The host tweeted recently to a very interesting AEI piece by Nicholas Eberstadt on the exploding population of prime age men not working or seeking work. It’s long and full of statistics, as is typical of a good economist’s work. Everybody should read and ingest the whole thing. Here’s the highlights I picked up:
Over the past two generations, America has suffered a quiet catastrophe in the collapse of work for men. In the half-century between 1965 and 2015, work rates (the ratio of employment to population) for the American male spiraled relentlessly downward — a seeming flight from work in which ever-greater numbers of working-age men exited the labor force altogether. America is now home to an army of prime-working-age men, some seven million of them ages 25 to 54, who no longer even look for work. Consider a single fact: in 2015, the work-rate of males aged 25 to 54 was slightly lower than it had been in 1940, when the official unemployment rate was 14.6 percent and the United States was just coming out of a decade of depression in which the search for work was usually futile.
This problem demands attention and action. Reasonable, well-informed people may disagree about the factors that have been responsible for the great male flight from work, or their relative importance. There should be no disagreement, however, about its ominous and far-reaching consequences.
Economically, the progressive detachment of ever-larger numbers of adult men from the reality and routines of regular paid labor can only result in slower growth, lower living standards, greater income inequality, higher social-welfare bills and larger budget deficits. Socially, the detachment compromises mobility, trust and cohesion — and much more since the incapacity of grown men to function as breadwinners cannot help but undermine families. Psychologically, it casts those who have been raised to view themselves as the strong gender into the role of dependents — on their wives or girlfriends, on their aging parents, on government handouts.
Note that consequence on families and relationships. That is largely unexplored in this piece. Says Eberstadt earlier in the piece when discussing the effects of conviction and incarceration:
In light of these ghastly numbers, the obvious question concerns the employment profiles for men who have served prison time or have been convicted of felonies but not incarcerated. Try as one might, however, it is impossible today to glean such information from official statistics. The federal government simply does not collect data on their social or economic condition. This scandalous oversight helps explain why policymakers and researchers have paid so little attention to institutional barriers in America’s problem of men without work.
Completely unexamined in the piece, I assume because “The federal government simply does not collect data on their social or economic condition,” is data on family of origin structure of those in the class Eberstadt describes.
For me it is a simple question – did they have fathers actively involved in their lives? What the piece makes plain is that work is not necessarily an economic necessity. Explored in detail is the role of governmental support in this class, but it completely ignores the underground economy which includes not just criminal activity, but also a lot of internet activity. Income can be produced by a variety of means not traditionally considered “work.” Work is a value, not just an activity. Values are taught, and in men that teaching generally comes from fathers.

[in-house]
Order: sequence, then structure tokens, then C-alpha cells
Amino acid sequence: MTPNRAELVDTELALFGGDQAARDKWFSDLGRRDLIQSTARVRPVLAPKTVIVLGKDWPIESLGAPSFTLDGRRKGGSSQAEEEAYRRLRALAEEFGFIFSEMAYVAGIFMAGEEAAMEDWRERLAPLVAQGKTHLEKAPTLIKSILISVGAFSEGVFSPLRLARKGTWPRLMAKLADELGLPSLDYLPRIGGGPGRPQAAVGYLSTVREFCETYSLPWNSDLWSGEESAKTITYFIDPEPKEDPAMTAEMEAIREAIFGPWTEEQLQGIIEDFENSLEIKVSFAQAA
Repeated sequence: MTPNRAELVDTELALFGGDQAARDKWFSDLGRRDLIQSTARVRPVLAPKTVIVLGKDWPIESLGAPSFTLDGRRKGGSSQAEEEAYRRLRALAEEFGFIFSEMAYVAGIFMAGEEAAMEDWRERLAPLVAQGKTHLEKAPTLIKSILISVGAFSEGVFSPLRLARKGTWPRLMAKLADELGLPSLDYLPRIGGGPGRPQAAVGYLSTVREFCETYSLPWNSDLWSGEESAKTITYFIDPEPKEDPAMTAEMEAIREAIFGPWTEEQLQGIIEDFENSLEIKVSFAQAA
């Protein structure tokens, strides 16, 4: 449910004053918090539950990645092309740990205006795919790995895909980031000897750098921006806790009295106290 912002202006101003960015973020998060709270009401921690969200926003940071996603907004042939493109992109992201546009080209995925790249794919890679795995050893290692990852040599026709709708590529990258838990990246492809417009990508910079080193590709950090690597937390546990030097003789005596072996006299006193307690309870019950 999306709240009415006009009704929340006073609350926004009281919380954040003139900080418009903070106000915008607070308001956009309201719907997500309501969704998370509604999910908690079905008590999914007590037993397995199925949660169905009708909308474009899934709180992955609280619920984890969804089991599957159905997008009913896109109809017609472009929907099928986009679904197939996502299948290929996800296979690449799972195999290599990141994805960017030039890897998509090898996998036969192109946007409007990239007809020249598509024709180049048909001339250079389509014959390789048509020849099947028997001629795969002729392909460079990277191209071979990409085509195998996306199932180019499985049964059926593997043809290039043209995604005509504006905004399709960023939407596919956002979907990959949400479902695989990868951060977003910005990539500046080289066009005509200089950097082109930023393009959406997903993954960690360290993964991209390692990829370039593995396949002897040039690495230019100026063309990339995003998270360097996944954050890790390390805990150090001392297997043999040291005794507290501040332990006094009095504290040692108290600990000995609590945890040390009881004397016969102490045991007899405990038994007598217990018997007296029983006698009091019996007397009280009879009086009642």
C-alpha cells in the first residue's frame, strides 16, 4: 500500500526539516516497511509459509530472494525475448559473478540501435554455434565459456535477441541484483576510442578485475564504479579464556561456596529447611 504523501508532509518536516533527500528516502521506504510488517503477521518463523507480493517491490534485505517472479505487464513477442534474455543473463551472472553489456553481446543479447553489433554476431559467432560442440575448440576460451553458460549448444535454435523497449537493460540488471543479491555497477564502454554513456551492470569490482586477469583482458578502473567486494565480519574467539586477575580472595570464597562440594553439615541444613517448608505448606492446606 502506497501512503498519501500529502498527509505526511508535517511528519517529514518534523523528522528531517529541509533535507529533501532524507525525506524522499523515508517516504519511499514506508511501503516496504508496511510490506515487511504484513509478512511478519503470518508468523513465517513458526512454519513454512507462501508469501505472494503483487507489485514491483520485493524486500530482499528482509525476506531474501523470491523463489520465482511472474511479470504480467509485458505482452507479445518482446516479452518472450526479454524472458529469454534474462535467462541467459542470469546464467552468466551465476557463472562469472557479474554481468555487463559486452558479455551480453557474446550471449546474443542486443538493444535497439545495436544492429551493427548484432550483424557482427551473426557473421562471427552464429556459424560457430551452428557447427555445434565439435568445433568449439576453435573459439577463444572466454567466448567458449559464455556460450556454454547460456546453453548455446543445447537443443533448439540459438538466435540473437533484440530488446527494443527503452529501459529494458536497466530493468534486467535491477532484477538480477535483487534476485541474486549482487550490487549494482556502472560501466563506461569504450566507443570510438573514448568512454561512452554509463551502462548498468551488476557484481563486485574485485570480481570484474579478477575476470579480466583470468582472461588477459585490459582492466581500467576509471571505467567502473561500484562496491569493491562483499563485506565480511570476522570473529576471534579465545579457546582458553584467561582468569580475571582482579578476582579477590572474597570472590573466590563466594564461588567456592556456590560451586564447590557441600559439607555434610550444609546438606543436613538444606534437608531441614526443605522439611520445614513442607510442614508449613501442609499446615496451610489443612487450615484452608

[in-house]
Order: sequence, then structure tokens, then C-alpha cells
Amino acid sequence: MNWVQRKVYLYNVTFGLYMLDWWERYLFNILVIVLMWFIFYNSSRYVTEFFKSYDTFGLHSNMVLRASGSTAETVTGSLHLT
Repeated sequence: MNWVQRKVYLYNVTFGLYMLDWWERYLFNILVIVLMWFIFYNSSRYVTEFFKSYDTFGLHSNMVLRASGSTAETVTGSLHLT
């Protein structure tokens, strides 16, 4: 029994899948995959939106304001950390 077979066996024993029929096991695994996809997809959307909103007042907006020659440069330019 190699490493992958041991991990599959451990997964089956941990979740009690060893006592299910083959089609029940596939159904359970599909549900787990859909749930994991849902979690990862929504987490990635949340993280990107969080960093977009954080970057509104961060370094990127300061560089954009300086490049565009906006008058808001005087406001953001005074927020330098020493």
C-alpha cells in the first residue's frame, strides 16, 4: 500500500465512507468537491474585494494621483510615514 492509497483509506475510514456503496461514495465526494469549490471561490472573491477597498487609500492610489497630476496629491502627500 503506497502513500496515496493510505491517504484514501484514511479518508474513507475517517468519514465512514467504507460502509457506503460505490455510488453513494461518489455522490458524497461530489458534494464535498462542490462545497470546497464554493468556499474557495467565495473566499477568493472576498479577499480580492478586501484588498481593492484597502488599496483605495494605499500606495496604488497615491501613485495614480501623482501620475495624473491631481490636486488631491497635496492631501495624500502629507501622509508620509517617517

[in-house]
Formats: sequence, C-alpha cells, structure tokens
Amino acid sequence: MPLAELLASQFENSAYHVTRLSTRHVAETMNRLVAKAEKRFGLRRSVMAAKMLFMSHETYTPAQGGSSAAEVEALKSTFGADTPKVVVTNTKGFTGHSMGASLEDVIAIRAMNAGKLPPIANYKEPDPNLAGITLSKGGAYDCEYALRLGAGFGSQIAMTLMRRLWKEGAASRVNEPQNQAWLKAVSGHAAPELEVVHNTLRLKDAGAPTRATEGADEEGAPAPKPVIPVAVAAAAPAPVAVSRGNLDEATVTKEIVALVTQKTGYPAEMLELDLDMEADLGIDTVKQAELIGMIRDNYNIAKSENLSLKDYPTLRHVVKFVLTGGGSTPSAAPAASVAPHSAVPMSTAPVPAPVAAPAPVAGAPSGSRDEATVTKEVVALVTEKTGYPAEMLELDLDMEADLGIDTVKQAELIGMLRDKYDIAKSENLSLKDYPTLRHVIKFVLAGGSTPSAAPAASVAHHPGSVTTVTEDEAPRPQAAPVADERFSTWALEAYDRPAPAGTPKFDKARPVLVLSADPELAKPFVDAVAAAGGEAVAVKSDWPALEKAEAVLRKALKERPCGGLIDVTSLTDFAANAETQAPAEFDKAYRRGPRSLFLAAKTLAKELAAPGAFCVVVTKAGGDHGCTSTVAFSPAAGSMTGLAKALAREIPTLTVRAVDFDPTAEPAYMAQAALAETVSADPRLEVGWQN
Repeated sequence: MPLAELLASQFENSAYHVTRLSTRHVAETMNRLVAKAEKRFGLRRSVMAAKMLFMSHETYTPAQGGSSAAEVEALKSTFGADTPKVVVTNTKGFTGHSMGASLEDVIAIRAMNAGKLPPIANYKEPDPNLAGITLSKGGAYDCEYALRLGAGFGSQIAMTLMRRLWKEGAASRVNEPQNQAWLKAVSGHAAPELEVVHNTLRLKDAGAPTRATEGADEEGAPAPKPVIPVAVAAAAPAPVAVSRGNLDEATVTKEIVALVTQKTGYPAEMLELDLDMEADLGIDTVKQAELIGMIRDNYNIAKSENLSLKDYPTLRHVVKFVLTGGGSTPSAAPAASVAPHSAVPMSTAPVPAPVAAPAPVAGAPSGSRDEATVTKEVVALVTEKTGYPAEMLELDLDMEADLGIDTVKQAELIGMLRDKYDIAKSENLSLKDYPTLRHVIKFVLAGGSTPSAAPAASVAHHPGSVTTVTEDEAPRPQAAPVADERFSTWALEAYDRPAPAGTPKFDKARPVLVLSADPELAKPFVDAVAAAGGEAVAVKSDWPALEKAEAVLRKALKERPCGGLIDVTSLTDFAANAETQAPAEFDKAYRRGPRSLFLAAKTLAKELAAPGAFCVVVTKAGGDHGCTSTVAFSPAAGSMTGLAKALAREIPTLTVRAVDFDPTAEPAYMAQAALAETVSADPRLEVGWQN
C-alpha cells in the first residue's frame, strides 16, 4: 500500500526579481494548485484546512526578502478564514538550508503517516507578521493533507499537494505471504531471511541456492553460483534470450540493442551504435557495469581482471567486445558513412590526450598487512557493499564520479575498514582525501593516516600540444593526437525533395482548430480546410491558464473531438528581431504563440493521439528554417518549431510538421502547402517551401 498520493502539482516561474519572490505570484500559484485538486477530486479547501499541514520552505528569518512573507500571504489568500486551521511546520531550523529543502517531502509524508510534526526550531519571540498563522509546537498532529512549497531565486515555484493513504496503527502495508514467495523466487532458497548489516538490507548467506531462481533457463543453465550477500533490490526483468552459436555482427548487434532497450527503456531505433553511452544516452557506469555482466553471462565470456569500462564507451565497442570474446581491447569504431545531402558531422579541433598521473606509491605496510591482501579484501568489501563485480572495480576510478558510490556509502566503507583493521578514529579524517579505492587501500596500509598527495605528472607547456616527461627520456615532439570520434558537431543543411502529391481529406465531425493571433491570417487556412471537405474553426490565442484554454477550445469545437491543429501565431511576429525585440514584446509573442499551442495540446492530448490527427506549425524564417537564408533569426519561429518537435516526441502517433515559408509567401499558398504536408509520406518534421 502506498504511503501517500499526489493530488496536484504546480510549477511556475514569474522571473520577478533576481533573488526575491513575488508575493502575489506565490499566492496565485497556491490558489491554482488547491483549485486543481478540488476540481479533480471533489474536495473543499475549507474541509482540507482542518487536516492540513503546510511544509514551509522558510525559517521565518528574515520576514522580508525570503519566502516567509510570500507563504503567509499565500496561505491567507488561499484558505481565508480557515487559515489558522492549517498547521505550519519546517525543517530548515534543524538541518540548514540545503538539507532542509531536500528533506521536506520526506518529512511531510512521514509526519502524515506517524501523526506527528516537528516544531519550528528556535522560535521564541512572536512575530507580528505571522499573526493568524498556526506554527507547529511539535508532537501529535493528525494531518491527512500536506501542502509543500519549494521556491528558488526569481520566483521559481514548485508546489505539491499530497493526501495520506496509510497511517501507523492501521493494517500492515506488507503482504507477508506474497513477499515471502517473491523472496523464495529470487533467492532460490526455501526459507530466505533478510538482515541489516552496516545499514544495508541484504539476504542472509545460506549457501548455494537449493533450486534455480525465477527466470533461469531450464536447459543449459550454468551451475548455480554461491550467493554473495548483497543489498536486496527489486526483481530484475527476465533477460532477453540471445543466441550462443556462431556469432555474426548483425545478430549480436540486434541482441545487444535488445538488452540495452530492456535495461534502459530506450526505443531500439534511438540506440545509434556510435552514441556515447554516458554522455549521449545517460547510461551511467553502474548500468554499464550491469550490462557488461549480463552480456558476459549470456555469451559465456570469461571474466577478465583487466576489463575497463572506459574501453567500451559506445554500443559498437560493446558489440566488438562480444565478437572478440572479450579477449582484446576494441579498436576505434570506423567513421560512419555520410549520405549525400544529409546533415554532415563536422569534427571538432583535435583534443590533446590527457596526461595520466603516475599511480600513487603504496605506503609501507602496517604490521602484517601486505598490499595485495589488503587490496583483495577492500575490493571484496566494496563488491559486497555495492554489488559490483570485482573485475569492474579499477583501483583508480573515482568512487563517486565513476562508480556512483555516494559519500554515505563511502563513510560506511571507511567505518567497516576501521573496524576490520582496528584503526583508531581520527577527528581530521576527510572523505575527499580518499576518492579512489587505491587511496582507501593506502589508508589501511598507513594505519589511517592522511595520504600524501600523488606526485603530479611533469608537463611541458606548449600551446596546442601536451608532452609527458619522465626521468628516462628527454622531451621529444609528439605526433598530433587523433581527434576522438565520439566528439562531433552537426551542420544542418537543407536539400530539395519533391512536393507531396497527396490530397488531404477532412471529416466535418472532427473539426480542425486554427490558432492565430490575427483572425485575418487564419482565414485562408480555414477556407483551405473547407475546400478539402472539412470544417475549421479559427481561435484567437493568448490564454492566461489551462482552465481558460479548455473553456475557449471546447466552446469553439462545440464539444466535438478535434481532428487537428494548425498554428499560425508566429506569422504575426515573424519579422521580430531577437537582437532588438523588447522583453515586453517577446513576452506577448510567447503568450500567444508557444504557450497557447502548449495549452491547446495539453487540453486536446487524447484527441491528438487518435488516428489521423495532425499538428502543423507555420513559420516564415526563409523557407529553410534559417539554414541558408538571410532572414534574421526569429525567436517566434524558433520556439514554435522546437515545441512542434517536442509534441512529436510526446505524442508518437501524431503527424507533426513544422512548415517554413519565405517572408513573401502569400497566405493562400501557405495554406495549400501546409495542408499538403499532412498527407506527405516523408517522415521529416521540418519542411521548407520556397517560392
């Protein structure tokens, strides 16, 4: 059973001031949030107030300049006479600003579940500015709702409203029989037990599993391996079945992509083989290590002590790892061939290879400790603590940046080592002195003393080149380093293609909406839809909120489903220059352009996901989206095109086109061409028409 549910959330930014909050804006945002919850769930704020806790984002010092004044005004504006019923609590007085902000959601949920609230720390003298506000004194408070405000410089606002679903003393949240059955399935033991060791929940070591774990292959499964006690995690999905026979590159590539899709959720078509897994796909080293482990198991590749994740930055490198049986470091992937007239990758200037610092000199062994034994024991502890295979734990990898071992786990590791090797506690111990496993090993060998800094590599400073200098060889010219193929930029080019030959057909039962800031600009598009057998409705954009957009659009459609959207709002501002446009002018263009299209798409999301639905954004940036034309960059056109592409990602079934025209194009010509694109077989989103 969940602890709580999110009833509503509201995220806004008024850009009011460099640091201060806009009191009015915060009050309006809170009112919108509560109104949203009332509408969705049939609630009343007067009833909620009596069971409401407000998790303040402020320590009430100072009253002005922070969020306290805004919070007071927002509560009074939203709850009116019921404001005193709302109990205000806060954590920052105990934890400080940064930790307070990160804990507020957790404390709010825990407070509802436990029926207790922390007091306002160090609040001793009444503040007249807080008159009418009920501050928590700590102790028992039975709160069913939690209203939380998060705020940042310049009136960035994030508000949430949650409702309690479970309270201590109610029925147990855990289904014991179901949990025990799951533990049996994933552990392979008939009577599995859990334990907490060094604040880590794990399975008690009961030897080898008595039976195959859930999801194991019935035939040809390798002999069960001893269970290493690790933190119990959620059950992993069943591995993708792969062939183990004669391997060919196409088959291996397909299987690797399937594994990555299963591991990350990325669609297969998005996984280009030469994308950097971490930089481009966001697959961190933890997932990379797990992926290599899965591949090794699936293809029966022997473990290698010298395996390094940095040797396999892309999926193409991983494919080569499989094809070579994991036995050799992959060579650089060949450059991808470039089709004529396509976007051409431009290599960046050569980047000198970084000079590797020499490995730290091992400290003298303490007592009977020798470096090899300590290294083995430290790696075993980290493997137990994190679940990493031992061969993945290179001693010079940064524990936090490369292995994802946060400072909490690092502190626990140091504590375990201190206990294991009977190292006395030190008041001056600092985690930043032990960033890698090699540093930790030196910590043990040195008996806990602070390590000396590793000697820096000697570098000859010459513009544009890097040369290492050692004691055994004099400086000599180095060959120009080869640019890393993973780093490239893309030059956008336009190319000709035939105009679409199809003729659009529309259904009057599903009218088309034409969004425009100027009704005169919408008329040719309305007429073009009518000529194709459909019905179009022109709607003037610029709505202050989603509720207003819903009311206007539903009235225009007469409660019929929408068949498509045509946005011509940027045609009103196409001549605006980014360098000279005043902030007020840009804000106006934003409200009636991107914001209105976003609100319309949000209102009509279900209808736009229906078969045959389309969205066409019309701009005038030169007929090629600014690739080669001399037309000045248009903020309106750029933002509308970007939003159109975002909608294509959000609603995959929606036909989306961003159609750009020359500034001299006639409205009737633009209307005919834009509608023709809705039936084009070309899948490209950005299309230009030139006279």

An interesting statistic, that does not prove causation, but would be indicative, would be to align the increase in out-of-wedlock birthrates with the growth of the class Eberstadt describes. Similar alignment with divorce statistics might also prove interesting.
Traditional American axioms about idle hands and minds are not directly Biblical, but the Bible does make plain that work is a source of much good in life other than simply economic benefit. The crisis that Eberstadt presents in this piece is not just an economic crisis. It is another, and very large, symptom of the values crisis that confronts the nation. The transmission of values from one generation to the next happens in a variety of ways. And while we live in a society that wants to deny the differences between the genders, this is one area where the differences are as obvious as the plumbing differences. Female values are often transmitted in communal settings, but males need other males, in direct and frequent contact, to transmit values. Boys need fathers.
While Eberstadt has some good ideas on fixes to the problem, in my opinion they are insufficient unless accompanied by changes the government simply cannot bring into our culture. There is much the government can do to incentivize intact family structures, but until such is valued on deeper levels than the purely economic, those incentives will prove inadequate. Once again, the church has to rise to the task – and not just the task of evangelism, but the task of formation.
This piece is ostensibly meant to present the government with policy direction. But it is a challenge to the church and to each of us in it.